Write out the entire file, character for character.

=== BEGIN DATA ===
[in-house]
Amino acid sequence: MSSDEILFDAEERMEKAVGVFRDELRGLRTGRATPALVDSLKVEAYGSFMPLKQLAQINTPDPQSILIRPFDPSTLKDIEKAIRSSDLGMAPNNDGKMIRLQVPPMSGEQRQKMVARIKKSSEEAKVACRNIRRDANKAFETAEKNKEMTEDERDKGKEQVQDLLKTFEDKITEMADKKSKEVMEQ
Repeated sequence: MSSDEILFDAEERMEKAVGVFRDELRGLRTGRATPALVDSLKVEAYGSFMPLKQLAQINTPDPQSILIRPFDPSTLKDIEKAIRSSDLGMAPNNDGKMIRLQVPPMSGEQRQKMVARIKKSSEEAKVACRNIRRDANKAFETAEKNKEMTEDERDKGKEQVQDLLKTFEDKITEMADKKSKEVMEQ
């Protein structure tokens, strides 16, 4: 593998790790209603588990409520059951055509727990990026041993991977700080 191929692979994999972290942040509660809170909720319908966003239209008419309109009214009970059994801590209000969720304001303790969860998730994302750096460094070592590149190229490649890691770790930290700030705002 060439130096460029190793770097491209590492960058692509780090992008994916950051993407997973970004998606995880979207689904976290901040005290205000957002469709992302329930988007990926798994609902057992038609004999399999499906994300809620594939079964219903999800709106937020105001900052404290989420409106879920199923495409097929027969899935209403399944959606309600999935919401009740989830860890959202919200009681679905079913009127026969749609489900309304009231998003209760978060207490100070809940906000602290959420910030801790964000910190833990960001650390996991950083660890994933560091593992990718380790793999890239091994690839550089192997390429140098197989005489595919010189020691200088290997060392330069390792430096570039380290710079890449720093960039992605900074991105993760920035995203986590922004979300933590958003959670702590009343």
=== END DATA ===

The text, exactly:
[in-house]
Amino acid sequence: MSSDEILFDAEERMEKAVGVFRDELRGLRTGRATPALVDSLKVEAYGSFMPLKQLAQINTPDPQSILIRPFDPSTLKDIEKAIRSSDLGMAPNNDGKMIRLQVPPMSGEQRQKMVARIKKSSEEAKVACRNIRRDANKAFETAEKNKEMTEDERDKGKEQVQDLLKTFEDKITEMADKKSKEVMEQ
Repeated sequence: MSSDEILFDAEERMEKAVGVFRDELRGLRTGRATPALVDSLKVEAYGSFMPLKQLAQINTPDPQSILIRPFDPSTLKDIEKAIRSSDLGMAPNNDGKMIRLQVPPMSGEQRQKMVARIKKSSEEAKVACRNIRRDANKAFETAEKNKEMTEDERDKGKEQVQDLLKTFEDKITEMADKKSKEVMEQ
């Protein structure tokens, strides 16, 4: 593998790790209603588990409520059951055509727990990026041993991977700080 191929692979994999972290942040509660809170909720319908966003239209008419309109009214009970059994801590209000969720304001303790969860998730994302750096460094070592590149190229490649890691770790930290700030705002 060439130096460029190793770097491209590492960058692509780090992008994916950051993407997973970004998606995880979207689904976290901040005290205000957002469709992302329930988007990926798994609902057992038609004999399999499906994300809620594939079964219903999800709106937020105001900052404290989420409106879920199923495409097929027969899935209403399944959606309600999935919401009740989830860890959202919200009681679905079913009127026969749609489900309304009231998003209760978060207490100070809940906000602290959420910030801790964000910190833990960001650390996991950083660890994933560091593992990718380790793999890239091994690839550089192997390429140098197989005489595919010189020691200088290997060392330069390792430096570039380290710079890449720093960039992605900074991105993760920035995203986590922004979300933590958003959670702590009343």